3. “GODI” data group in CKAN: Most data repositories allow users to create thematic groups. In the case of GODI, the Mexican government created the “Global Open Data Index” group in datos.gob.mx. This will allow users to access these datasets based on their specific needs.
  4. Create a link between government built visualization tools and datos.gob.mx: The visualisations and reference tools tend to be the first point of contact for citizens. For this reason, the Mexican government will have new regulations in their upcoming Open Data Policy so that any new development includes visible links to the open data they use.
  5. Multiple access points for data: In August 2018, the Mexican government will launch a new section on datos.gob.mx to provide non-technical users easy access to valuable data. These data called “‘Infraestructura de Datos Abiertos MX’ will be divided into five easy-to-explore and understand categories.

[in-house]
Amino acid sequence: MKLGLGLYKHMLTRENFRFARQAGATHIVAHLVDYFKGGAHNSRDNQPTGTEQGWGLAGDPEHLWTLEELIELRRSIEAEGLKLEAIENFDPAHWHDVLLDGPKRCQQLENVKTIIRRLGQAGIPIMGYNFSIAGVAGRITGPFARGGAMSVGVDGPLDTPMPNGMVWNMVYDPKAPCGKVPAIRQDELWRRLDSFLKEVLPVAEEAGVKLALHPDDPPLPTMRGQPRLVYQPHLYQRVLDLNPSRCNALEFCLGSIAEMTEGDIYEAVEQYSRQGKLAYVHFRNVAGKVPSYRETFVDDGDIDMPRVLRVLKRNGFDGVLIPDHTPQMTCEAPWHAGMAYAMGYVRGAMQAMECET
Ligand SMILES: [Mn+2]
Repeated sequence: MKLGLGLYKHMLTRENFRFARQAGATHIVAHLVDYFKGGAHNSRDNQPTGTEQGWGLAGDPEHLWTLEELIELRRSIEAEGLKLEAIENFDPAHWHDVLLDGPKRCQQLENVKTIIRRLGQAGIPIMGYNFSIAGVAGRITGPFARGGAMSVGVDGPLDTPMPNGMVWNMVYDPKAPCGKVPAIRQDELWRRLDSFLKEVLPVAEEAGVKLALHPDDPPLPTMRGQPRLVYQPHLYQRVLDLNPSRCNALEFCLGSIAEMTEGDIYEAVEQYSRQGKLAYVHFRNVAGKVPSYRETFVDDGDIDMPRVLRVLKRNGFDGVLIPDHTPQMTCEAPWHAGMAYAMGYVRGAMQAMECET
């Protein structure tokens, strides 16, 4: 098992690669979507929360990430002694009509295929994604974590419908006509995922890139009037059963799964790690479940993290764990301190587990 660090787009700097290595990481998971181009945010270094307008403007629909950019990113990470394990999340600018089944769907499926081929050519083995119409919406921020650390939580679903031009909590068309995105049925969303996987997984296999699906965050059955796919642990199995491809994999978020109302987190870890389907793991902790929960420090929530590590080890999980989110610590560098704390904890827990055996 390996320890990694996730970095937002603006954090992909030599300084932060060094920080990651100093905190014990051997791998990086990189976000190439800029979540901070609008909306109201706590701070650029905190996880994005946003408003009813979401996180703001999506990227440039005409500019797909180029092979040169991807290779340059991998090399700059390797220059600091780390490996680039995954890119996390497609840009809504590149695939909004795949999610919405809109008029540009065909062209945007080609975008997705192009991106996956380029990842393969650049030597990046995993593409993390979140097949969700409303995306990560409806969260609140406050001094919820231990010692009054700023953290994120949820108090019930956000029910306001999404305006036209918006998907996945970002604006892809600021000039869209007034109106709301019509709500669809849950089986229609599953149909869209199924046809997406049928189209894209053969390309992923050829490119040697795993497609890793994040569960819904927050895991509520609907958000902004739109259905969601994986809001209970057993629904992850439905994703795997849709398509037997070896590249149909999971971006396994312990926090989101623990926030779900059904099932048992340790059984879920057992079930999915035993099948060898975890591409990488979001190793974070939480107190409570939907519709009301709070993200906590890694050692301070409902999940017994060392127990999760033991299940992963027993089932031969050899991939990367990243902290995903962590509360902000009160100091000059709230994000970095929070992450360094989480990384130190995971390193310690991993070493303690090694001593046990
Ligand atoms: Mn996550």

6. Common language for data sets: Government naming conventions aren’t the easiest to understand and can make it difficult to access data. The Mexican government has agreed to change the names to use more colloquial language can help on data findability and promote their use. In case this is not possible with some datasets, the government will go for an option similar to the one established in point 5.
We hope these changes will be useful for data users as well as other governments who are looking to improve their publication policies. Got any other ideas? Share them with us on Twitter by messaging @OKFN or send us an email to index@okfn.org